Article by
Gildas Jones

Most businesses faced some serious disruption in 2020 and 2021. If you were one of those who suddenly had to institute distance working policies for your team, you aren’t alone. Are you sure your employees are staying secure while using co-working spaces?

11/8/2021

How to stay cybersecure in co-working spaces

How to stay cybersecure in co-working spaces

Most businesses faced some serious disruption in 2020 and 2021. If you were one of those who suddenly had to institute distance working policies for your team, you aren’t alone.

You also aren’t alone if you’ve noticed that your cybersecurity hasn’t quite managed to keep up with the demands of your new setup.

From the 220% increase in phishing attacks and the more 12 000 scams that the American FBI was tracking in the summer of 2020 alone, it’s safe to say that cybercriminals have noticed too.

Co-working spaces, home working, and any situation where your IT “estate” is much more spread out than it used to be call for a serious re-evaluation of your cybersecurity practices if you don’t want to be vulnerable.

Companies like WeWork have become standard. Numerous other more local offerings in the co-working line become available every day. This means now is the time to act to make your business cybersecure if you haven’t done so already.

What to do if your team works from co-working spaces

1) Make sure they have secure wireless

Every co-working space will offer Wi-Fi. It’s a must to attract 99%+ of their clientele. But that’s not to say that co-working space operators know how to secure the Wi-Fi they provide.

Look at WeWork. The company was told that it had unsecured Wi-Fi back in 2015. What did they do? Nothing at all.

Four years later, thousands of their users – and co-workers of their users who had never even seen a WeWork building – had their financial records, job applications, bank details, and more compromised.

Ideally, you want your team to be using a co-working space that has a managed wireless service with enterprise-level security and real-time monitoring of visibility and threat analytics.

Otherwise, you might want to seriously consider getting them to work elsewhere.

2) Keep on top of your device management

Do you have a BYOD policy? Having Bring Your Own Device days (letting team members use their own laptops) without proper protections in place is something that many organisations quickly find cause to regret. Especially when it comes to co-working spaces.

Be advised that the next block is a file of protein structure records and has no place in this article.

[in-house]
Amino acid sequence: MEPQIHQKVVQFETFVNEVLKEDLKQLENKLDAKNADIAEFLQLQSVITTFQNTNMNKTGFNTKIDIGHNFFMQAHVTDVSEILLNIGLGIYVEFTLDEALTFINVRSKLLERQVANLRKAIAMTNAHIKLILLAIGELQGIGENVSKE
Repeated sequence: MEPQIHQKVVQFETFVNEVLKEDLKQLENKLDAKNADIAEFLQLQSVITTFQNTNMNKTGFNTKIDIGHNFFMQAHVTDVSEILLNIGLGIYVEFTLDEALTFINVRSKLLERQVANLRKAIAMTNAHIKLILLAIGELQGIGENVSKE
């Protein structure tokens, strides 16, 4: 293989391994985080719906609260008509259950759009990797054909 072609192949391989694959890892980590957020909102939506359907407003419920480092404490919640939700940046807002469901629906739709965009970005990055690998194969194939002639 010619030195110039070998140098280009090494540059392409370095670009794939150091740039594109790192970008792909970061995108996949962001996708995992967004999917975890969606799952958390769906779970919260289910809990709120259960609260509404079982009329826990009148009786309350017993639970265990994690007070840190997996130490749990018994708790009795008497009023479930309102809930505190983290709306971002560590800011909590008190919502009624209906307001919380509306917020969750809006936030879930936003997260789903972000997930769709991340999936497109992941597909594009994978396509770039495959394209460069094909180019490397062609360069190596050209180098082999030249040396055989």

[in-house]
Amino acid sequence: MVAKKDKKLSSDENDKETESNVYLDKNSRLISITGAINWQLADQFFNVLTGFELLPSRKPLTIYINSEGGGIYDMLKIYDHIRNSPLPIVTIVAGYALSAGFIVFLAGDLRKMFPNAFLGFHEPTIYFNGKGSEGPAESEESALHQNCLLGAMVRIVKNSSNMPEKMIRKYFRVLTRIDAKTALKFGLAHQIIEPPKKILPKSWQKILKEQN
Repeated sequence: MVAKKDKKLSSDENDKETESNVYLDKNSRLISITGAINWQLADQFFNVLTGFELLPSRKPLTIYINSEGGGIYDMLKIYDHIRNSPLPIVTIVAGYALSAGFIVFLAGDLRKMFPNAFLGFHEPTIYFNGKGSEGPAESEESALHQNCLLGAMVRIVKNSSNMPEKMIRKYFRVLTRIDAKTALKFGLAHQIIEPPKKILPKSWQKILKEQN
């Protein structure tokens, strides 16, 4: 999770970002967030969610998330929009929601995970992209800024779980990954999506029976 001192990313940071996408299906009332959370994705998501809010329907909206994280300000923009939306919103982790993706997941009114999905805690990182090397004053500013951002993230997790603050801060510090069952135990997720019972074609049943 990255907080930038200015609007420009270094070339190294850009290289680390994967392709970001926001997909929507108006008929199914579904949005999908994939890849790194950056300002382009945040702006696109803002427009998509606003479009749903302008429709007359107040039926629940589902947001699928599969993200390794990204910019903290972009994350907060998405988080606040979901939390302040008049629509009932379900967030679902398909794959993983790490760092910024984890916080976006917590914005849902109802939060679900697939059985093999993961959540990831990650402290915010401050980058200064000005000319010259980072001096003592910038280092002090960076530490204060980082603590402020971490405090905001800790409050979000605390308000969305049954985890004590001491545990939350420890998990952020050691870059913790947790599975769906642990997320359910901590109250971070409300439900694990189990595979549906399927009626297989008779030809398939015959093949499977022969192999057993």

The easiest and often best solution is to use an endpoint management system like Microsoft Endpoint Manager or EMS (Enterprise Mobility + Security, a bundle of four ideal Microsoft products). You should also have security checks running in the background.

As well as managing issued or personal endpoints that connect with the co-working network your team member is on, using a solution like this helps you with the rest of the vital device management you need when co-working spaces are involved. This includes:

  1. Identity security – instituting things like 2FA or MFA (two-factor or Multi-Factor Authentication) and dynamic access policies.
  2. Information security – using the built-in protections that come with software like that in the Microsoft EMS package, though there are alternatives.
  3. Cloud access security – protecting you when you use Software-as-a-Service model solutions.

3) Discuss real-world safety measures

Most co-working spaces are welcoming places. But they’re also environments where your team member can potentially expose your company’s private systems and ways of working to people not in your organisation.

This means your team members who use co-working spaces need to be aware of even the basics of physically protecting your IT systems. Things like:

  • Not leaving laptops unattended
  • Having automatic log-outs if the laptop is inactive
  • Using private rooms for sensitive meetings and discussions (even over Zoom or Teams)

It’s perhaps not the high-tech end of the cybersecurity spectrum. But a huge percentage of serious data breaches – somewhere around 80% or more – are caused by human error. Whether that’s through the social engineering techniques of phishing attacks, device theft, or other methods.

All in all, it’s vital that you add team cybersecurity training to the list of cybersecurity measures you should have in place. Especially when you know any members of your team like to stroll on over to their local co-working space.

Has COVID-19 led you to offer homeworking and co-working options for your team?

Let’s talk about it. Dial A Geek helps almost 1000 businesses near Bristol offer great flexibility to their teams – because they know they have full cybersecurity protection in place.

Set up a cost and commitment-free chat with Chief Geek Gildas Jones today to discuss your distance working situation and the kind of threats you should be protected from. Click here to open his booking calendar.